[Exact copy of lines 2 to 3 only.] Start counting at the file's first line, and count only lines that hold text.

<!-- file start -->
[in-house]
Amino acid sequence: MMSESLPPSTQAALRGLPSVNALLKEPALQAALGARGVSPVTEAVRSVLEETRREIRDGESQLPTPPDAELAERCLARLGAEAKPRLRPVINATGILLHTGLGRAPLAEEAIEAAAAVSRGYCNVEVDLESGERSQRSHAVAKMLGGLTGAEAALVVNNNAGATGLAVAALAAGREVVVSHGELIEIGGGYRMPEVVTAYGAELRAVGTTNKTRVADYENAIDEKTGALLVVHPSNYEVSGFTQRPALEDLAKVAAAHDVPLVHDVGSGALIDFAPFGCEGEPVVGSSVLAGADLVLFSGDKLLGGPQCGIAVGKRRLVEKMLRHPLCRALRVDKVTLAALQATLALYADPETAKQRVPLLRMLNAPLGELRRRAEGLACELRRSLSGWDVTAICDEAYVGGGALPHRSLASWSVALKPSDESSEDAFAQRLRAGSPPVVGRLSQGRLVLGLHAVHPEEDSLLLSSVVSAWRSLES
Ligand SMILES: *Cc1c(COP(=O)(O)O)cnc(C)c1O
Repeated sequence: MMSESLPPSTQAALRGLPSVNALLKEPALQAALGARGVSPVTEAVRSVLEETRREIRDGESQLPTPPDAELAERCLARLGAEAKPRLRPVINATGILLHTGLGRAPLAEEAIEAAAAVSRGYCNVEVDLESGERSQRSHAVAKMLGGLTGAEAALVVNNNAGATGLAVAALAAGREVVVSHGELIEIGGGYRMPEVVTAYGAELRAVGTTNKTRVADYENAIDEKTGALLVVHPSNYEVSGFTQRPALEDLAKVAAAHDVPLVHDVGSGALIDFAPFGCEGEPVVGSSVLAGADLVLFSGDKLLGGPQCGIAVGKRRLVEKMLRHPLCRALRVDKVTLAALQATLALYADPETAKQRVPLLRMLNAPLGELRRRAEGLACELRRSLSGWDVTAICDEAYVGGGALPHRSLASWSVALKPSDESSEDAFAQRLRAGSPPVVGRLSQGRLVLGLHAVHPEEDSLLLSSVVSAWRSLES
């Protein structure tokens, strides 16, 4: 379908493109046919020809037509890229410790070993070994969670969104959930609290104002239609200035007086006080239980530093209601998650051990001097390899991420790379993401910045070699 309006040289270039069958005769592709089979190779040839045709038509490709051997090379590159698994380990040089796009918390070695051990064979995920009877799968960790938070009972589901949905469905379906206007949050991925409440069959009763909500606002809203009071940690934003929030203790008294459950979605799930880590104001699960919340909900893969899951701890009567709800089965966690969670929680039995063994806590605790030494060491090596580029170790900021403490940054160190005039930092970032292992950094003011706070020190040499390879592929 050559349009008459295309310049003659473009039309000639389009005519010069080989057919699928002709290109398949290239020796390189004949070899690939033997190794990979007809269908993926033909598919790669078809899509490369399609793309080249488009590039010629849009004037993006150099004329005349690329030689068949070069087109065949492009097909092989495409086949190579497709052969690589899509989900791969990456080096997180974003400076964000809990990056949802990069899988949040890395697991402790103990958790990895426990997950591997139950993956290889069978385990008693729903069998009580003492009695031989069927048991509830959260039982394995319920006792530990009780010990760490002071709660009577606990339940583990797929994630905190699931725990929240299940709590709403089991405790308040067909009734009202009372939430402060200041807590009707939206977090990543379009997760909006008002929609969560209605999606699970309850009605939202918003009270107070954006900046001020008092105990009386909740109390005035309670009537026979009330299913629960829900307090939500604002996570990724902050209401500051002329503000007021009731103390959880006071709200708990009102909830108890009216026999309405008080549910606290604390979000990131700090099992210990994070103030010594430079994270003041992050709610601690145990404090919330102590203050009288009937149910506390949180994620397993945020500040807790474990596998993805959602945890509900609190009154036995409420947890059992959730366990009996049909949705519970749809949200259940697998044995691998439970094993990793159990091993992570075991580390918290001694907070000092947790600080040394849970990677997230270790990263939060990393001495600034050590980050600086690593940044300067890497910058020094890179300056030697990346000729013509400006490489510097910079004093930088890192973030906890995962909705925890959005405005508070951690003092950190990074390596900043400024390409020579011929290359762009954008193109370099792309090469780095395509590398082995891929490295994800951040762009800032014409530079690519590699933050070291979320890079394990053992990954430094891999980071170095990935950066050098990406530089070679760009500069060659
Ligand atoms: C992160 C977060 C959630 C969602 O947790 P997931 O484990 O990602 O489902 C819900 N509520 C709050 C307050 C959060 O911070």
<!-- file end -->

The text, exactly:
Amino acid sequence: MMSESLPPSTQAALRGLPSVNALLKEPALQAALGARGVSPVTEAVRSVLEETRREIRDGESQLPTPPDAELAERCLARLGAEAKPRLRPVINATGILLHTGLGRAPLAEEAIEAAAAVSRGYCNVEVDLESGERSQRSHAVAKMLGGLTGAEAALVVNNNAGATGLAVAALAAGREVVVSHGELIEIGGGYRMPEVVTAYGAELRAVGTTNKTRVADYENAIDEKTGALLVVHPSNYEVSGFTQRPALEDLAKVAAAHDVPLVHDVGSGALIDFAPFGCEGEPVVGSSVLAGADLVLFSGDKLLGGPQCGIAVGKRRLVEKMLRHPLCRALRVDKVTLAALQATLALYADPETAKQRVPLLRMLNAPLGELRRRAEGLACELRRSLSGWDVTAICDEAYVGGGALPHRSLASWSVALKPSDESSEDAFAQRLRAGSPPVVGRLSQGRLVLGLHAVHPEEDSLLLSSVVSAWRSLES
Ligand SMILES: *Cc1c(COP(=O)(O)O)cnc(C)c1O